Oppo is one of the most recognisable smartphone brands in India that have grown to fame with a wide range of mid-range and budget smartphones. The Reno series is towards the upper tier and makes heads turn. But there's always been something amiss in the previous Reno phones and it looks like the Chinese smartphone maker has understood the pulse of the Indian consumers before delivering the Reno 4 Pro.
Oppo launched the Reno 4 Pro at Rs 34,990, making it not too affordable nor too steep. It falls in the range where majority people are comfortable spending just enough for a great phone that is a bang for the buck. Now, the question one might ask is whether the Reno 4 Pro is worth upgrading. Well, it depends on the smartphone you're currently using, but it works for anyone who have been using a sub-Rs 30,000 smartphone.
Design & Display
This is where your money's worth is fully felt. At first glance, Oppo Reno 4 Pro is nothing short of a premium phone. It looks too good to be called a mid-ranger. What's surprising is that the phone feels just as good in the hand. It's sleek, it's compact, the tall display makes it easy to use in a single hand and the weight distribution is just right so all those binge-watching before bed won't tire you off to sleep.
If the looks matter to you the most, Oppo Reno 4 Pro is a worthy choice in its price range.
The finishing of the Reno 4 Pro is so good that the plastic back with a frosted finish feels and looks like premium glass. The frame is also made of polycarbonate, which is why the weight of the phone is so light.
The 6.5-inch display doesn't feel too big and the curved edge AMOLED panel gives that ultra-premium look you would usually get with high-end flagships. The attention to detail in the Reno 4 Pro is unlike any phone in the sub-Rs 35,000 category. The unique lens arrangement in a mirror-finish module against the frosty backdrop deserves praise.
The Full HD+ display with a tiny selfie camera notch is as good as it gets. It's bright with natural colours and the Vivid Screen Colour Mode is ideal. The display settings offers DC Dimming, but there's no support for HDR 10/10+. But the goodness of 90Hz refresh rate and 180Hz touch sampling makes a lot of difference in day-to-day user experience as well as in games. With the wide use of OLED and AMOLED displays, OEMs must start making dark mode default and light theme optional. Nevertheless, turning on the dark mode is just a few taps away and feels great on the Reno 4 Pro.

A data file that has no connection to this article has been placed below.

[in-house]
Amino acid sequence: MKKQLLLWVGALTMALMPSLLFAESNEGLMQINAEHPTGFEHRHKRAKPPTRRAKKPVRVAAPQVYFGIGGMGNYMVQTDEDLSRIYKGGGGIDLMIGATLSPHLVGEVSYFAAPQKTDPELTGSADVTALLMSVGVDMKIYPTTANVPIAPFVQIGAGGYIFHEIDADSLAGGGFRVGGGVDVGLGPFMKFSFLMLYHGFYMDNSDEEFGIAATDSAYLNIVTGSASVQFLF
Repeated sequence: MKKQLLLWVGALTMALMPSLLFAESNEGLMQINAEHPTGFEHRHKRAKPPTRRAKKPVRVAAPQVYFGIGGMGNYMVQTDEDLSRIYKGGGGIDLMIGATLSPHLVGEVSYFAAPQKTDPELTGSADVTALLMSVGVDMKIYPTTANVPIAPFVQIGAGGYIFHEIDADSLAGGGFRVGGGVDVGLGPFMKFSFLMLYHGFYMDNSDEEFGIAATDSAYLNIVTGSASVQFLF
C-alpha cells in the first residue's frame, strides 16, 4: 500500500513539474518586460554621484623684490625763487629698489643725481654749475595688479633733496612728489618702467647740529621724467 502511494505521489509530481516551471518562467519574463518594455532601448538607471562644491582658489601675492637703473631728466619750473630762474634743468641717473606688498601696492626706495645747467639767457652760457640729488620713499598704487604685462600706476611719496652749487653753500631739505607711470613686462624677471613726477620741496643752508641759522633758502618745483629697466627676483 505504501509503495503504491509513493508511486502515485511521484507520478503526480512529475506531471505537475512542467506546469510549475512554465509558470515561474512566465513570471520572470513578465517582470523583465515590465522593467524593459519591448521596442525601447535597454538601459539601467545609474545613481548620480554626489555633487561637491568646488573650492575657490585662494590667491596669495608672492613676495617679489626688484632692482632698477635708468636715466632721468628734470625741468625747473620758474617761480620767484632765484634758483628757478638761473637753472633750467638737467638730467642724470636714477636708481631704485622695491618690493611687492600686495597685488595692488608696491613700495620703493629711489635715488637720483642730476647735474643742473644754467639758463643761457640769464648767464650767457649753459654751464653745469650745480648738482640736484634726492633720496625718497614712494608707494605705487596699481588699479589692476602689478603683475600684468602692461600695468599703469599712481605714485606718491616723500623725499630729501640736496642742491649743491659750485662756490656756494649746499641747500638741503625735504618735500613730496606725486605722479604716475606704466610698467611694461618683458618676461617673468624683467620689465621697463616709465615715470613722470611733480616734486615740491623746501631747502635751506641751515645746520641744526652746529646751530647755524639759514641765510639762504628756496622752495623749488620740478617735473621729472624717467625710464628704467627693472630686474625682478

Oppo Reno 4 Pro doesn't necessarily shine in the camera department, but it doesn't disappoint either. The primary lens for normal photos and close-up shots and the telephoto lens for portraits work flawlessly in daylight. The wide-angle produces different colours than the primary lens, making us shift to the main lens more often than not. The portraits in good lighting comes out great - the edge detection is accurate in most cases. The colours are natural and there are ample details, even when you zoom in to the photo after capturing it.
Low light photos aren't too great, but the night mode naturally amplifies the colours to make them appear clearer in low-light setting. Zooming to shoot low-light areas is not recommended, neither is use of wide-angle. But the primary lens with night mode is pretty average.
Selfies turn out to be quite decent as well. Oppo has expertise in this area and it reflects in the Reno 4 Pro. Crisp and detailed results will make you instantly share your selfies on social media. Low light challenges are the same with front camera as well. But it's still an improvement over the Reno 3 Pro.
Check out samples below that show comparison between different modes:
Performance and UI
The choice of Qualcomm Snapdragon 720G processor as the powerhouse for Reno 4 Pro seems underwhelming. But that's the corner Oppo has chose to cut to keep its price on the affordable tangent. But don't let that fool you. If you think, the 720G paired with 8 gigs worth of RAM cannot handle some heavy tasks, you're mistaken.
PUBG Mobile with high graphics ran smoothly and so did Asphalt 9. The 90Hz display also made the overall gaming experience so much better. Even multi-tasking and running multiple (tens) apps in the background did not take a hit. But that buttery smooth user experience was not reflected while scrolling through social media feeds of Facebook and Twitter. All the integrated apps worked extremely well.
There were some interesting features such as the beautifully illuminating edge lighting, always-on-display (AOD) and more. That brings us the UI. We have been critical of the ColorOS in the past, but the latest v7.2 based on Android 10 is refined and doesn't look cluttered. The level of customisation offered in the ColorOS 7.2 is pretty impressive, giving users the freedom to have their choice.
Oppo Reno 4 Pro has a marathon battery, even by today's standards. The 4,000mAh battery is a generous offering, which easily lasted a whole day with mixed usage - calls, social media browsing, IM messaging, emails, video streaming and a bit of gaming. But that's not even the best part. The 65W SuperVOOC fast charging feature in a smartphone under 35K is solid worth. It can charge the phone to full from nil in just 40 minutes.
There are several interesting features that make the Reno 4 Pro worthy. For starters, the excellent design paired with a brilliant display and battery with its SuperVOOC glory makes a strong case for the Reno 4 Pro. But the challenge is tough. When pitted against the OnePlus 7T, which falls in the similar price range, buyers might be confused. This is where the brand loyalty comes into play.
One one hand, there's the goodness of OxygenOS, better cameras and Snapdragon 855+ sweetness, but the Oppo Reno 4 Pro is better looking, has a crisp display, and a better battery configuration.